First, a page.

So...Gawker Just Released 950 Pages of Mitt Romney's Confidential Financial Records
Today, Gawker's John Cook published an explosive article called "The Bain Files: Inside Mitt Romney's Tax-Dodging Cayman Schemes." And in it, Cook says that he's exclusively obtained 950 pages of confidential financial documents that show just how much of a tax-dodging slimy robot of a man the Republican candidate really is.
This is big. Really big. Fellow Gawkerer Hamilton Nolan, in fact, has already taken to Twitter calling for the Pulitzer Prize. And he's not alone. For months now, people across the political spectrum have begged and suggested Romney release his full tax returns to the American public, though he's only released partial returns from the last two years, i.e., when he knew he would be running for president. Even when Senate Majority Leader Harry Reid claimed Romney hadn't paid any taxes in 10 years, Romney didn't flinch.
Gawker's Bain Files give a clearer picture of Romney's obscene wealth (he's worth at least $250 million) as well as the tax-dodging tricks and offshore accounts he uses to keep his effective tax rate around 13 percent every year.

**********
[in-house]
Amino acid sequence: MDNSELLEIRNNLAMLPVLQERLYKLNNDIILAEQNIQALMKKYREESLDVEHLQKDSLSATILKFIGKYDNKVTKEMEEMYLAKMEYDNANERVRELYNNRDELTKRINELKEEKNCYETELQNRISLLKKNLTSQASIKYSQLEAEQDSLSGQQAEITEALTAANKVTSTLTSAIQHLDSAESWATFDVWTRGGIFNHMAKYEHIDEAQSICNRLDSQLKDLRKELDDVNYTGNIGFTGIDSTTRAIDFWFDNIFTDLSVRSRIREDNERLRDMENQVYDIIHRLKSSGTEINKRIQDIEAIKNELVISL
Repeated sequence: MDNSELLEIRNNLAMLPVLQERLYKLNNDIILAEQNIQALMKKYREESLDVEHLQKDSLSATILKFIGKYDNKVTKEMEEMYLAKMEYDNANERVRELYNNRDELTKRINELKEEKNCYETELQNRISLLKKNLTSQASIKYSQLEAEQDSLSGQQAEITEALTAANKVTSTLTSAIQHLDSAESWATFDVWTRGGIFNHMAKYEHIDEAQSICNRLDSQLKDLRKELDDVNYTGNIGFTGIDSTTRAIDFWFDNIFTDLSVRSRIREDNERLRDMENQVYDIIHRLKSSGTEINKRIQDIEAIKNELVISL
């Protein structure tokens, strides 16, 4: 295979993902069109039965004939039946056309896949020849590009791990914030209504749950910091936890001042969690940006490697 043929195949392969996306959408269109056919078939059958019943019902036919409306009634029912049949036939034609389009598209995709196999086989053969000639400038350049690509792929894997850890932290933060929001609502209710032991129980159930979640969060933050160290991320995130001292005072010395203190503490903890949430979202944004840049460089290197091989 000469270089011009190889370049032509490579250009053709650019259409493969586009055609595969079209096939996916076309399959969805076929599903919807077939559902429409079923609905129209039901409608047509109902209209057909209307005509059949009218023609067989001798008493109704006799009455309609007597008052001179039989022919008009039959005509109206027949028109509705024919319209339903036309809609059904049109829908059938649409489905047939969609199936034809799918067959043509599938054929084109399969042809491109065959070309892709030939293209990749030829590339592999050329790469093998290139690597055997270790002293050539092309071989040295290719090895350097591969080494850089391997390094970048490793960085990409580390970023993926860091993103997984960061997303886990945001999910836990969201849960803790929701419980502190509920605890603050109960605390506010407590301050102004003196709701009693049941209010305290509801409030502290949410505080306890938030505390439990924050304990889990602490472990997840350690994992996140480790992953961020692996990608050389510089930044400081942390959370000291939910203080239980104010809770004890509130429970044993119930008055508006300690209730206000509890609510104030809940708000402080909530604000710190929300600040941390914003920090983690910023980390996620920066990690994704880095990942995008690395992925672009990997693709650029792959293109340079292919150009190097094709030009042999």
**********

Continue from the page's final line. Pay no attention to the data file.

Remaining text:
Most ominously from Cook:
Together, they reveal the mind-numbing, maze-like, and deeply opaque complexity with which Romney has handled his wealth, the exotic tax-avoidance schemes available only to the preposterously wealthy that benefit him, the unlikely (for a right-wing religious Mormon) places that his money has ended up, and the deeply hypocritical distance between his own criticisms of Obama's fiscal approach and his money managers' embrace of those same policies. They also show that some of the investments that Romney has always described as part of his retirement package at Bain weren't made until years after he left the company.
Full disclosure: So far, no one at Village Voice or, it seems, Gawker, has been able to sift through the full 950 pages of outrageously complex financial records, because we're working right now, and can't add. But Gawker's has marked off some particularly interesting passages, we're working through, and it in the meantime, tell us if you see something shady yourself.
Get the This Week's Top Stories Newsletter
Every week we collect the latest news, music and arts stories — along with film and food reviews and the best things to do this week — so that you’ll never miss Village Voice's biggest stories.